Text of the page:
Firm proponents of the need to save the planet, the STEAM club members of Caleb British International School, comprising year seven to Year 11 students, have been driving a tree planting advocacy by creating a 3D recycled project on ‘Restoring our Forests’ which highlights the benefits of planting trees geared towards instilling the culture of maintaining the ecosystem and sustaining the rainforest. Chiemelie Ezeobi reports that the project recently won them the David Shepherd Award in London at the 2021 Global Canvas Art Competition
In the quest for urbanisation, most cities were replaced by buildings, asphalt roads and bridges with no care for how trees could still remain in the landscape. The resultant effect is a degraded environment left at the whims and caprices of climate change.
In fact, this has prompted some environmental
experts to postulate that without the environment, man will be nothing since human activities are made possible by the existence of his environment.
Firm proponents of the need to save the planet, the STEAM club members of Caleb British International School (CBIS), Lagos, Nigeria, have been driving tree planting advocacy, with the goal being to actively engage the students to help make the world a more just and sustainable place. This they have done by creating, protecting and appreciating the green environment, in a bid to bequeath a sustainable environment to the next generation.
Interestingly, the movement towards planting trees and replenishing the earth has assumed center stage in global discussions in the last decade. Essentially, tree planting has become expedient because it has been proven that the quality of man’s health largely depends on the number of trees around.
Without a doubt, the effects of climate change have led to adverse weather conditions. One of the many reasons include the fact that mankind fell trees in multiples but fail to replace any, and because trees use up carbon dioxide and give us oxygen to breathe, the felling of trees without replacement leaves more carbon dioxide in the atmosphere which causes ozone depletion.
This simply means that the iceberg separating the sun from having direct impact on the earth cause rapid melting of the ice from above, while the excess carbon dioxide from the earth also enhance rapid melting of the ice from under.
This and more are reasons why experts and indeed students of Caleb British International School, have continued to clamour for enhanced tree planting by everyone to checkmate the effect of climate change. Expectedly, nowadays, environmental issues are receiving attention at global levels and the global community are continuously making efforts towards ensuring that the world is a better place for human habitation.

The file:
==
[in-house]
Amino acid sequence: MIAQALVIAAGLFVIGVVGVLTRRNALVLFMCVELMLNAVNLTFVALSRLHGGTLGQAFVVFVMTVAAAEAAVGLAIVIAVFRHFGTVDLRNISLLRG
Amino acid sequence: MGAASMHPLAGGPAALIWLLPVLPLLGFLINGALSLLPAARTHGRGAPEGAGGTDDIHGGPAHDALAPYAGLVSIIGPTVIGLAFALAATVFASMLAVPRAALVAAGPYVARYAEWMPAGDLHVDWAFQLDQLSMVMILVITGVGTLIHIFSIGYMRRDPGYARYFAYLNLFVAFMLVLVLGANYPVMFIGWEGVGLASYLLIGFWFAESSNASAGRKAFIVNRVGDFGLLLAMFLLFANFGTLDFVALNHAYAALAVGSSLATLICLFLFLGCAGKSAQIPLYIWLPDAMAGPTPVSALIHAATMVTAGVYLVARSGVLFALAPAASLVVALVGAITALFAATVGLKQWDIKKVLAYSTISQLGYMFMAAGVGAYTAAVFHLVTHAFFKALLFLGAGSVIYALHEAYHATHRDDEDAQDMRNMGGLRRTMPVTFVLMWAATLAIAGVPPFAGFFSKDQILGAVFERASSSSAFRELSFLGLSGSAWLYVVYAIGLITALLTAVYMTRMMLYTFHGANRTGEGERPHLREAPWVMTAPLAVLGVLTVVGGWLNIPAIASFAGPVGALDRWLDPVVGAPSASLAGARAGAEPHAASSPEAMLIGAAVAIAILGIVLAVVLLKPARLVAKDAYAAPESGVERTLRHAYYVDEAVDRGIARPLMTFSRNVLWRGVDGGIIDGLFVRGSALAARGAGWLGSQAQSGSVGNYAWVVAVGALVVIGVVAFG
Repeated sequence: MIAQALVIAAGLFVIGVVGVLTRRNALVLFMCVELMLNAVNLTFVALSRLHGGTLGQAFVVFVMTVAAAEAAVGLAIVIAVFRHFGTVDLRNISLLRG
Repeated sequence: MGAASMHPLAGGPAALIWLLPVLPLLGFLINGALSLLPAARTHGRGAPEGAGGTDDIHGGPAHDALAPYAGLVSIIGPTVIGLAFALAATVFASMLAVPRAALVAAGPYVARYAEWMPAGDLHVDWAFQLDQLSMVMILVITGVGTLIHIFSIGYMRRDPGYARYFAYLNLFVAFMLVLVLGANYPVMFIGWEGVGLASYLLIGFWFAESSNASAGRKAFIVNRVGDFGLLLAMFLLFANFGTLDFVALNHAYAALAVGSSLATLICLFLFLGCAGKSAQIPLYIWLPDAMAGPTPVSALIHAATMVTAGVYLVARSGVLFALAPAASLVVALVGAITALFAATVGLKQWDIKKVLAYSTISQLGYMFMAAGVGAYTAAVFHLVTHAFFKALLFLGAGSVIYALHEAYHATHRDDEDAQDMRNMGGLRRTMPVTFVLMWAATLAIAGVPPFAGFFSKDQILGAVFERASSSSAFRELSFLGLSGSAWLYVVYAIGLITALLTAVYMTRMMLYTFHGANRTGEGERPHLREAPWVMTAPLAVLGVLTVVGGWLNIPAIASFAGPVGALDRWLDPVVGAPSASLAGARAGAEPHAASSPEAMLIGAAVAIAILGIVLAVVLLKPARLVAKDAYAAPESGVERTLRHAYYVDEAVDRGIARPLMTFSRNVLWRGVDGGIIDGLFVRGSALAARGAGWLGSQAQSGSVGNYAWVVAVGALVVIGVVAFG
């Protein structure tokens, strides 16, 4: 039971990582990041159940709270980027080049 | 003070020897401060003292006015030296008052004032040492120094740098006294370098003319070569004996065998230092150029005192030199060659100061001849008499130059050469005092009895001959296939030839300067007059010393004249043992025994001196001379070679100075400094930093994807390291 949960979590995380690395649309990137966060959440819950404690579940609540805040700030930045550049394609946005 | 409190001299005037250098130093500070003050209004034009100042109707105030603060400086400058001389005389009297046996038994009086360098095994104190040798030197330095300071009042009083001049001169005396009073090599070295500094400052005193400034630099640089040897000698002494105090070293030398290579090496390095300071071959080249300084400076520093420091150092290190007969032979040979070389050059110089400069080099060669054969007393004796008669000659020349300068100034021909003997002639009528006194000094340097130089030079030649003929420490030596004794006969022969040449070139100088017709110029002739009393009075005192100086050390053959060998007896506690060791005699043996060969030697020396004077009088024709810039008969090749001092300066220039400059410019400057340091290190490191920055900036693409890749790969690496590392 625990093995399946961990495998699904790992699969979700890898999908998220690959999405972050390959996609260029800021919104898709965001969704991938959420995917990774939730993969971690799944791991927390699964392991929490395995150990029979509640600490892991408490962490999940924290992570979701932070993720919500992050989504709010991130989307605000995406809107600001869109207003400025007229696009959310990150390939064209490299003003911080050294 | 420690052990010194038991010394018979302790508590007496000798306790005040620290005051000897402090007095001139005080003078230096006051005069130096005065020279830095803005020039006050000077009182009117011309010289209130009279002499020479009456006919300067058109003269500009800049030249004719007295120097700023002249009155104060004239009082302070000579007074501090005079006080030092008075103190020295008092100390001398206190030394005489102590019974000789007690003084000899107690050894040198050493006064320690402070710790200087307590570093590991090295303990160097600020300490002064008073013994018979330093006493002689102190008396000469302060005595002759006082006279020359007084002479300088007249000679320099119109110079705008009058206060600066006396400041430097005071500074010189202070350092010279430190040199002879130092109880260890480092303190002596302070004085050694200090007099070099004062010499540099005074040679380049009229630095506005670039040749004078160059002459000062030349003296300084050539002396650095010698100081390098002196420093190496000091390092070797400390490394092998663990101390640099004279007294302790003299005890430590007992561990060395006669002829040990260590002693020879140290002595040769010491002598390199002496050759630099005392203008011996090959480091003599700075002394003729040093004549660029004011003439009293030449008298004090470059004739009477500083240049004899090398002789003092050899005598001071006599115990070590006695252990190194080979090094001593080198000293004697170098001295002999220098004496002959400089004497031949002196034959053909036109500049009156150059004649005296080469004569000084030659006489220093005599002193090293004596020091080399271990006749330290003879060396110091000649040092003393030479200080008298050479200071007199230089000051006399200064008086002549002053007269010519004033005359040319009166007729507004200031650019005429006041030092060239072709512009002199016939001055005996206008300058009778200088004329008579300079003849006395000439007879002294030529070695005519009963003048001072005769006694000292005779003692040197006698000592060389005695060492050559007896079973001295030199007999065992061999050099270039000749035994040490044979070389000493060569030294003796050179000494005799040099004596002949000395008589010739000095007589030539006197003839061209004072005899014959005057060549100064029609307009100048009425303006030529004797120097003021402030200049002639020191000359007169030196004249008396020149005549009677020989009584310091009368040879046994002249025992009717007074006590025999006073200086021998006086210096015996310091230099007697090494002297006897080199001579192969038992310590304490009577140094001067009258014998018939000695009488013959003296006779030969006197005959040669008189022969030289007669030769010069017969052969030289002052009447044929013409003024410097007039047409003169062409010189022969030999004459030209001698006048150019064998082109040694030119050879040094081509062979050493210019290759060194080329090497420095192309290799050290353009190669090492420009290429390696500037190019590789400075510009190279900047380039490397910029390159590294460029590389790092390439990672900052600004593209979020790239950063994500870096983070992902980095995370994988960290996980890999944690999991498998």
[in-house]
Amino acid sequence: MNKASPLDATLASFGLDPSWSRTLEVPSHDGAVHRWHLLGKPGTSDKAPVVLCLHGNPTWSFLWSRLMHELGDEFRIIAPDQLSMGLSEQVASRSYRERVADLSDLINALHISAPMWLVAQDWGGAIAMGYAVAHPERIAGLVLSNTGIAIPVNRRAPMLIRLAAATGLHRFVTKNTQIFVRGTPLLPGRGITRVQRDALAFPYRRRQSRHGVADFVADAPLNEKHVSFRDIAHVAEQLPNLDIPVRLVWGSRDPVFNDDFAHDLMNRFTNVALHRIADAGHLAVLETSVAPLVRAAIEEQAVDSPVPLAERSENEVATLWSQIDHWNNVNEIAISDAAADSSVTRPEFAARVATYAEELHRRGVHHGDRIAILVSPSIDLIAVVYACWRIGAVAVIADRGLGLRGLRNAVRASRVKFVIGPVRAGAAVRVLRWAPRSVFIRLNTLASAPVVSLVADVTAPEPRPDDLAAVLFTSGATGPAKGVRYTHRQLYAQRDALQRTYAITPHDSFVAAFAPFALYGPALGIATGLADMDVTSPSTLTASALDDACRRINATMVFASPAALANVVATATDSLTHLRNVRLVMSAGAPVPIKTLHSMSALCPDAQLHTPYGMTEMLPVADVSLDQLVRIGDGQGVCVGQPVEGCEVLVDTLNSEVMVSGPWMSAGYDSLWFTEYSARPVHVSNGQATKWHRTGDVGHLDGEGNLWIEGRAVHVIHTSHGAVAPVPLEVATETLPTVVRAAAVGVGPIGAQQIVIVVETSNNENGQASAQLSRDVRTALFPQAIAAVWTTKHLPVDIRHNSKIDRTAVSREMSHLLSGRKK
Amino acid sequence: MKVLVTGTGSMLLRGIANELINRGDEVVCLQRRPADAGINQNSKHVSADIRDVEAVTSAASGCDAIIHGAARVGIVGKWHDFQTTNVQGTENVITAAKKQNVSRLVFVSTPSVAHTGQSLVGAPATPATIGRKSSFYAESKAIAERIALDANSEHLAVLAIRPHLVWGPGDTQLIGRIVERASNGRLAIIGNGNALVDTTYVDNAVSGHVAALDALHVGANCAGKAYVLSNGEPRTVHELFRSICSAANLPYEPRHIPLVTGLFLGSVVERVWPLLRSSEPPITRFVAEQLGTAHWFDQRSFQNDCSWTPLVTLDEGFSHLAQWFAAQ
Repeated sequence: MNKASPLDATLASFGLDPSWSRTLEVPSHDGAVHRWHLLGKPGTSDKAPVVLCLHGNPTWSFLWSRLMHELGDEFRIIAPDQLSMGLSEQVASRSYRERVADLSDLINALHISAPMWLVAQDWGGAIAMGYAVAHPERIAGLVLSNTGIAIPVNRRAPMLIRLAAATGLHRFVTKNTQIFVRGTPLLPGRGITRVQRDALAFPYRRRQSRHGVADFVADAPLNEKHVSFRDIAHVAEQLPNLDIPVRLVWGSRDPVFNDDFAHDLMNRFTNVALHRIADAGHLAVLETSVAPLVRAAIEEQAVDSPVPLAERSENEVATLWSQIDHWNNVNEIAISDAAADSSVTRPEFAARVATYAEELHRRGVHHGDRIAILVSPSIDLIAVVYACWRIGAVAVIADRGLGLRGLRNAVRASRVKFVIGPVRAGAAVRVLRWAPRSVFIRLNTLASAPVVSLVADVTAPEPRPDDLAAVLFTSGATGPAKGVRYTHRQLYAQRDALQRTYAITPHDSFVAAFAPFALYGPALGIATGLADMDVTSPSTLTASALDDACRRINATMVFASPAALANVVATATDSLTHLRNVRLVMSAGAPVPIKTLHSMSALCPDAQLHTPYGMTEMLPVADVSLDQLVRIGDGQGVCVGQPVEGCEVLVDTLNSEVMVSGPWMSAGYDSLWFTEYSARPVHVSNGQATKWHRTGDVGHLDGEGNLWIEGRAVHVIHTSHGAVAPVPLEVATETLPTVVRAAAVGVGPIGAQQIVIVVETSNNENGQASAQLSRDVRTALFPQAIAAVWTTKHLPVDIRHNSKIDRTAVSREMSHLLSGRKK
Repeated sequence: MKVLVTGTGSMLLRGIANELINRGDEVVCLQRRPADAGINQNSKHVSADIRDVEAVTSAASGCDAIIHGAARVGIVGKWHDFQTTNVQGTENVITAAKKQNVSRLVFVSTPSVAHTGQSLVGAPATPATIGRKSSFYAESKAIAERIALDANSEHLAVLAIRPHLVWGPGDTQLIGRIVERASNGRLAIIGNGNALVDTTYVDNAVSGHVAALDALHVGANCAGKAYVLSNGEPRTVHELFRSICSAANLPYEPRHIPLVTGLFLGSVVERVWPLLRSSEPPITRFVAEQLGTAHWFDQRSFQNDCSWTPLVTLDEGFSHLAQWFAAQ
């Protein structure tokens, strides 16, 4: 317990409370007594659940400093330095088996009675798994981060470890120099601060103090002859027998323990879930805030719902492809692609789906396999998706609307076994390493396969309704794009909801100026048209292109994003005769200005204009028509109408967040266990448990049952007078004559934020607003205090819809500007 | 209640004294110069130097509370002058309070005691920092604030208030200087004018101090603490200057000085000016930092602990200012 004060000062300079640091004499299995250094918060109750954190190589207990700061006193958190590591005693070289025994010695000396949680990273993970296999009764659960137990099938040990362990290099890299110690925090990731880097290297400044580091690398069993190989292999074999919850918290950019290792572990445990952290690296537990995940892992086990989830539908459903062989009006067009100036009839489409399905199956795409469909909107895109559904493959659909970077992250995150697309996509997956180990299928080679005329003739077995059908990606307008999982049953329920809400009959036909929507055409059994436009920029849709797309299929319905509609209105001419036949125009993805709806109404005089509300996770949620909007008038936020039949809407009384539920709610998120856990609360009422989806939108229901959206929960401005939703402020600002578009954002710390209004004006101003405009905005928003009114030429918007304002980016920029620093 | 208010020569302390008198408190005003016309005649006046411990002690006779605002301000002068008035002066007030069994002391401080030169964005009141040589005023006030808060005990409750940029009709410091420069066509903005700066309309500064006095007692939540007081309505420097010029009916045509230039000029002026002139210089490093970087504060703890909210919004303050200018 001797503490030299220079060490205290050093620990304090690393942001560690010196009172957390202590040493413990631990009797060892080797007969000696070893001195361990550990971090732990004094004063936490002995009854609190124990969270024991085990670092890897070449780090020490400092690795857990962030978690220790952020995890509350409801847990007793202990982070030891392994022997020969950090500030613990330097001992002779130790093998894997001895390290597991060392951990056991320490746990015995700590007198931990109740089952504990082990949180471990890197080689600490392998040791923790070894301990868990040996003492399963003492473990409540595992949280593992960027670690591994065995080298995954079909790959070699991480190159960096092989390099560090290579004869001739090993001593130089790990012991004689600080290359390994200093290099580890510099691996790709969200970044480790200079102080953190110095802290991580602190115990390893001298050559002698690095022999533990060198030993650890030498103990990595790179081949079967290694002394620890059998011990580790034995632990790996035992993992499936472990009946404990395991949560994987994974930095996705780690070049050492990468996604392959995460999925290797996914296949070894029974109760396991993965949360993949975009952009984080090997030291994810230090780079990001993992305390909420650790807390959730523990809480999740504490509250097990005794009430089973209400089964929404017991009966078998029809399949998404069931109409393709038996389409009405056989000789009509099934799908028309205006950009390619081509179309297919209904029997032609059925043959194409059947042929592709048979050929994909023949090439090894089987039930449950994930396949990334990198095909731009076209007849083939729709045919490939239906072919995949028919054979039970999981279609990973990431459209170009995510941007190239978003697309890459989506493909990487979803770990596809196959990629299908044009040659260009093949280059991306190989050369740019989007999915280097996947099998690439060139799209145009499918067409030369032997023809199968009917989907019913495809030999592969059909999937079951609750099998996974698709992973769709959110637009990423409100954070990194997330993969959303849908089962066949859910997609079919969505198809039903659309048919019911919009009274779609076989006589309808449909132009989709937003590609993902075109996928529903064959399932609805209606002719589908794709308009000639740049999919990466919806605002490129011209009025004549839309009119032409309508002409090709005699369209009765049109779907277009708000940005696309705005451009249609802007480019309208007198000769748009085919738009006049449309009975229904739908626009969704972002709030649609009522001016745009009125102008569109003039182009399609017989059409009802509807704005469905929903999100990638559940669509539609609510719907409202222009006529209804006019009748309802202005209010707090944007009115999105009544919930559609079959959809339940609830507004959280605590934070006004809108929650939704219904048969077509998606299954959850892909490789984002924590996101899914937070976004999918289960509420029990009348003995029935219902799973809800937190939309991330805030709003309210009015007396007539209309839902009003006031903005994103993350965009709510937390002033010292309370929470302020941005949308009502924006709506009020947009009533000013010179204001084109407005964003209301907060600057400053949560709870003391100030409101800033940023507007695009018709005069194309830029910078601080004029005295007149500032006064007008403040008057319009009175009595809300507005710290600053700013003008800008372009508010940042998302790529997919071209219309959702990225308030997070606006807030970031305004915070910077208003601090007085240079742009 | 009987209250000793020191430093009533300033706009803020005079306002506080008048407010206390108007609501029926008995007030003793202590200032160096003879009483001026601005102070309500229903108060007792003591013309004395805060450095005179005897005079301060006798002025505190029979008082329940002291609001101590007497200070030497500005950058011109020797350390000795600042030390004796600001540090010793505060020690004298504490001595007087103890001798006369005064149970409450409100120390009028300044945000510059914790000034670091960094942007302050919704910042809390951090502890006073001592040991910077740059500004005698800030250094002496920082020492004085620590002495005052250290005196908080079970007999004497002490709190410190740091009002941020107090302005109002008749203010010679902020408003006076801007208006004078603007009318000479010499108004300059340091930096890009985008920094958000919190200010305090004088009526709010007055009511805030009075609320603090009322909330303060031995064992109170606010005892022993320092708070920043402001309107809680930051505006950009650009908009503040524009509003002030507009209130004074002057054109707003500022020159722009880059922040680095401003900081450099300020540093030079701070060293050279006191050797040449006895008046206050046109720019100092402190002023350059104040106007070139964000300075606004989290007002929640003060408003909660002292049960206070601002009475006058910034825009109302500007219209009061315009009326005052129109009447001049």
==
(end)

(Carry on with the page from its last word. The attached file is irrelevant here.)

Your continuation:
Their efforts are to ameliorate the continuous threat of climate change challenges the world faces, which includes global warming, greenhouse gas effects, flooding, acid rain, typhoons, earthquakes, windstorm, land and mud slides, desertification, tsunami, erosion, volcanic, hurricane and pollution, amongst several others.
Role of Trees on the Ecosystem
It is often said that ‘when the last tree dies, the last man dies’. Undoubtedly, trees have their roles in the eco system, thus the need to improve on the environment because they contribute to the oxygen. Asides providing oxygen that humans consume and absorb whatever carbon monoxide that is in the atmosphere especially during the day, trees provide shelter and barrier against rain and windstorms.
When trees are cut down or forests are cleared, the earth becomes poorer. Essentially, trees give, improve, and sustain life, prevent erosion, fight flood, regulate climate change, provide habitat for wild life and ensure clean oxygen.
It is also known that trees are quite germane to human existence directly or indirectly. For instance, it’s insufficient trees and grass that cause conflict in animal grazing for the different ethnic groups. Thus, planting trees could be one of the easiest ways to reclaiming such grounds from desertification.
Also, a healthy environment ensures healthy living. Again, apart from the aesthetic value of trees, the health and environmental benefits of trees are also innumerable, as well as the transformation and greenery of open spaces.
Economic-wise, planting of trees generate paid employment opportunities for horticulturists, pruners, gardeners, welders, tanker drivers, security personnel, down to the water boy, all of who help to keep the trees alive.
Deforestation in Nigeria
Sharing insight on what aroused their interest in saving the planet through trees, the CBIS team said: “About half the land in Nigeria used to be covered in trees. Today, Nigeria has lost 96 per cent of its forest due to deforestation. This is alarming and catastrophic!
“As of 2005, Nigeria has the highest rate of deforestation in the world according to the Food and Agriculture Organisation of the United Nations (FAO). Between 2000 and 2005 the country lost 55.7 per cent of its primary forests, and the rate of forest change increased by 31.2 per cent to 3.12 per cent per annum.
“Forests are being cleared for logging, timber export, subsistence agriculture and notably the collection of wood for fuel which remains problematic in western Africa. The country’s rainforests are fast declining. And if action is not taken, we will continue to experience increase in temperature due to global warming.